SO YOU WANT to LIVE in COSTA RICA the Adventures, Trials and Tribulations of Settling in Paradise by Gary Davis – plumitapacifica.com

13 May

This is the continuation of a series of posts on my blog to promote the e-book SO YOU WANT to LIVE in COSTA RICA – which is a Guide to… the Adventures, Trials and Tribulations of Settling in Paradise… This is a guide book that will give you the kind of insider’s knowledge that you might wish you had before you made your decision to move or not move to Costa Rica.

Every blog entry will start with the appendix because that way when you read whatever else I have posted it will 1. make sense (I hope) and 2. give you a point of reference in case you realize you need to read something that is “archived”.  Because if you read every blog I enter you will have eventually read the whole e-book and won’t need to order it for $2.99 from Amazon or B&N.  All you’ll be missing are the photos that show what you might expect if you choose to undertake the Adventures, Trials and Tribulations of Settling in Paradise.

As I said, I will start each blog with the appendix so that the reader can reference important elements of the book to archived blogs.  The page numbers shown are the actual page they appear on in the book. Here is the Appendix – and these are all the nuggets and their corresponding page numbers:

Definition of “nugget” – 3, Doors & Windows – 7, Manufacturing – 11, Real Estate – 11, Shipping – 12,Maps, – 15, Corporations – 20, Traffic Cops – 23, Know basic Spanish – 30, Panama – 33, Roof Line – 42, Plumita Pacifica Web Address – 65, Getting the Best a Tico has to Offer – 84, Power Surges – 86, Liberia Airport – 88, Attitude – 104, Cellular Phones – 117, Newspapers – 18, Your Embassy – 137, Buying & Selling Cars – 154, Drive Slowly – 161, Arriving at the Airport – 168, Wages & Prices – 170, Undertows – 226, Life Ring – 230, Avoiding Customs Confiscations – 234, Driving Rules – 236, Walking in the City – 249, Purchasing Anything – 258, Buying Fresh Produce – 263, Bus Tickets – 272, to “Bribe” or not to “Bribe” – 313, Traffic ticket Prices – 315, Exiting the Country – 337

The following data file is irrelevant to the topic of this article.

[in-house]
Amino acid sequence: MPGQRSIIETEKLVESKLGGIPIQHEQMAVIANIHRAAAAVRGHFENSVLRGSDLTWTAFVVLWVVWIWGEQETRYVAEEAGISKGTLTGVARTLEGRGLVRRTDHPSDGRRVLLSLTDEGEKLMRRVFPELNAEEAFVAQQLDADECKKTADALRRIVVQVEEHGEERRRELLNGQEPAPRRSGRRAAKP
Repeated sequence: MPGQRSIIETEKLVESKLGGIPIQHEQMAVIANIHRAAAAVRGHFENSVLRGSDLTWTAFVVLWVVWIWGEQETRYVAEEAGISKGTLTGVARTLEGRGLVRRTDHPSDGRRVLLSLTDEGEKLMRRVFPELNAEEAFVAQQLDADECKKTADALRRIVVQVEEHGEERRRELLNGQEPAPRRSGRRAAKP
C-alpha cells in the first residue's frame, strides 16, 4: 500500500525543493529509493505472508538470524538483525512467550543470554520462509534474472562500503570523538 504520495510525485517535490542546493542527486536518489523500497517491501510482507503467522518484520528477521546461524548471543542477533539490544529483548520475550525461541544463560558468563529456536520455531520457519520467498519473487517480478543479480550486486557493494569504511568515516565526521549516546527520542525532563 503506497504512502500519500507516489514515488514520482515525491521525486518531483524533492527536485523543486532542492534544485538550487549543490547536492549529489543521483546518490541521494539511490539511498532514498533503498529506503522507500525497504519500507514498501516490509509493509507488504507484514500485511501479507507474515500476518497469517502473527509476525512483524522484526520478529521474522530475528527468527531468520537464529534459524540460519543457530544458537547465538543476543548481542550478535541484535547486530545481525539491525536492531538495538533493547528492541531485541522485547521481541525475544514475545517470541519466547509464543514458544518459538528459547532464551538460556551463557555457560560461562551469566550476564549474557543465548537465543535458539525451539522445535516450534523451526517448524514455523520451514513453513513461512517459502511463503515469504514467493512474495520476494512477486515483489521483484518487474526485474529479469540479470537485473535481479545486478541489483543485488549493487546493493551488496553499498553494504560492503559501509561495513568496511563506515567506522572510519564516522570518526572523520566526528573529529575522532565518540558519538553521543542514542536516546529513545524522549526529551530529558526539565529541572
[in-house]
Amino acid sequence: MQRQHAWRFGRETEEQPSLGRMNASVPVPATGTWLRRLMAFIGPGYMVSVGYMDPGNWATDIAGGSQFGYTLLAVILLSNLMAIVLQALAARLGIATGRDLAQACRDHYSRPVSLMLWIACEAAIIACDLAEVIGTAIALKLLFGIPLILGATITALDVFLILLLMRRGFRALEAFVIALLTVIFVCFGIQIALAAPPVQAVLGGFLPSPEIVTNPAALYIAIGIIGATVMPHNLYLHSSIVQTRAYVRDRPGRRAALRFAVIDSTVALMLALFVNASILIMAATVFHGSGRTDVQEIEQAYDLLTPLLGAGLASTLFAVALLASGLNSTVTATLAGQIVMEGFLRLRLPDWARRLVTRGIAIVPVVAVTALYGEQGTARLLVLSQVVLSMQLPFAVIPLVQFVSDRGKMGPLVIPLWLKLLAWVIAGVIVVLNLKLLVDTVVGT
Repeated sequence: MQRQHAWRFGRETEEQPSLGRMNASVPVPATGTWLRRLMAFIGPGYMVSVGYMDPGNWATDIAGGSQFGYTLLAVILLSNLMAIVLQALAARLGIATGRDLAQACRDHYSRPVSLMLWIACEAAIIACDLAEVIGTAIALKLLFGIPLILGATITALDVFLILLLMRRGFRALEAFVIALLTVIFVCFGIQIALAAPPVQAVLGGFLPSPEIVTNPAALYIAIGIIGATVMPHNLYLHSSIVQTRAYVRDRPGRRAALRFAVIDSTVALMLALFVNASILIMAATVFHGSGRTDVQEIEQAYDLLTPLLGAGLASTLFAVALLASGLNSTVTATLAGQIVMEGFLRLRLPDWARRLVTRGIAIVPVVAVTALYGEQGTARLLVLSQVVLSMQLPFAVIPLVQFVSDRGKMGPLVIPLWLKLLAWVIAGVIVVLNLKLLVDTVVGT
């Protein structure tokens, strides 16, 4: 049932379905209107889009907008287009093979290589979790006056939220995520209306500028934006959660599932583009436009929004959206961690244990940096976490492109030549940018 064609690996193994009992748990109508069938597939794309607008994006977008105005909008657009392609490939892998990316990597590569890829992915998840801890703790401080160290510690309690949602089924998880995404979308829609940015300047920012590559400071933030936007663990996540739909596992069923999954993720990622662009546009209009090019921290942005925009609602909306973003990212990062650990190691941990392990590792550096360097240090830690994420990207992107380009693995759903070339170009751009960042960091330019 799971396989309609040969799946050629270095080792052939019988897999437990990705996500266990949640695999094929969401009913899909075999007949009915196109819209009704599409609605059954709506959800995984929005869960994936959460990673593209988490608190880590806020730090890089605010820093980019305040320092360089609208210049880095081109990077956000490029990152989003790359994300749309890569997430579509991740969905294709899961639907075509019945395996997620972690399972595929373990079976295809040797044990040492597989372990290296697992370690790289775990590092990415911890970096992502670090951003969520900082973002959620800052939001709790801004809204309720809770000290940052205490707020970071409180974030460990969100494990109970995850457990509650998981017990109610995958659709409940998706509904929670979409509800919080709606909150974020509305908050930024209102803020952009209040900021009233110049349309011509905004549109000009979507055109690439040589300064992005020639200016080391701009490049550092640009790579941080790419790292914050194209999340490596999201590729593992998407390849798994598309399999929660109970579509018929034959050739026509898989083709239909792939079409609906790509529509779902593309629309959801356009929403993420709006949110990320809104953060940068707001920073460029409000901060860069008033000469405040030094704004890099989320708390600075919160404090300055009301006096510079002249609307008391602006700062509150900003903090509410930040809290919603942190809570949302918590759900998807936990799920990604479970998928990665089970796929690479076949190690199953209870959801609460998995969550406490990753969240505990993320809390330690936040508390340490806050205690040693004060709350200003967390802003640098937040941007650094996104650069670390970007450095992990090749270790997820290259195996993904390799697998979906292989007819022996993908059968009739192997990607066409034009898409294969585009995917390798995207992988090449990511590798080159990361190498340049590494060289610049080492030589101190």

And just in case you’re interested… here’s the table of contents:

Introduction and Preliminary Comments – 3, My First Trip -15, Lost in Guanacaste – Playa Coyote – 20, Trust with a Child – 26, Lost in Panama – 29, Attorneys – 35, My Contractor – 38, My Security Guard – 61, My Toldo – 67, Getting a Land Line Phone and Internet – 76, A Cellular Phone – 115, A Country Doctor – 124, A Lesson Well Learned – 130, A Little Green Frog – 138, A Little Brown Frog and a Bat – 146, A “Murphy’s Law” Day – 153, Driving in the Rainy Season – 161, Drunk Drivers – 174, Fiesta del Toros – 185, Getting a Drivers License – 195, INS and a Minor Accident – 203, Lifeguards – 224, Passing through Customs – 232, Rules of the Road for Tico Driving – 236, San Jose – 241, Shopping and Making Tamales – 250, Taking the Bus – 272, Turtles in My Front Yard – 281, Untitled – 287, When it Rains it Pours (sometimes) – 294, She Found My Lot – 307, My First Traffic Ticket – 312, Ticket # 2 – 316, My Radar Detector – 318, Ticket # 3 (after a slow speed chase) – 324, A Christmas Parade – 338, Sex (the truth about ticos) – 343, Photo Album – 347, Appendix – 374

chapter 4 continued

I arrive in Panama City. The airport is south of the city so I ask the friendly car rental person, who speaks pretty good English, to go over my map with me. Mainly just to navigate me through the city.  I knew that once I got through the city I’d be fine.  

Well, it’s hard to describe how confusing, or many times non-existent, Central American road signs can be. 

Signs sometimes even point the wrong direction because somebody hit the pole and no one ever bothered to set it straight.  Panama City is a big city with a beautiful modern skyline.  You really see the American influence there.  They even use the U.S. dollar as their currency and it stretches much further there than in C.R.   (But the beaches and the girls aren’t as pretty.)

Unlike C.R., the roads are great and well maintained.  I was beginning to like the place already.  I’m navigating my way through the city when I begin to realize I’m lost.  No problem, I can figure this out.  Uh oh, I’m more lost.  Now I’m confused and losing my sense of direction. Uh oh, now not only do I have no idea where I am or what direction I’m even going, I notice there are police armed with what looks like machine guns every couple blocks.  And I’m obviously in a neighborhood I don’t want to be in!  So the next cop I see I pull up to him and point at my map.  He starts rattling off in rapid fire “Spanish” god only knows what.  I put Spanish in quotation marks because in Panama they speak a slightly different form of Spanish.  It’s like the difference between Ca. English and a deep south accent.  In Panama they drop their D’s and S’s.  For example, the word for fish is “pescado”.  In Panama it’s “pecao”.  So I’m totally confused and the cop finally realizes this.  But then I figure out he is asking me if he can get in my car.  You bet!   Because the one thing I know is they are almost always proud to be of help.  So I indicate yes.  He waves to another cop across the street and they both climb in, machine guns and all, and literally, escort me to the highway.  Fantastic!   I’m saved.

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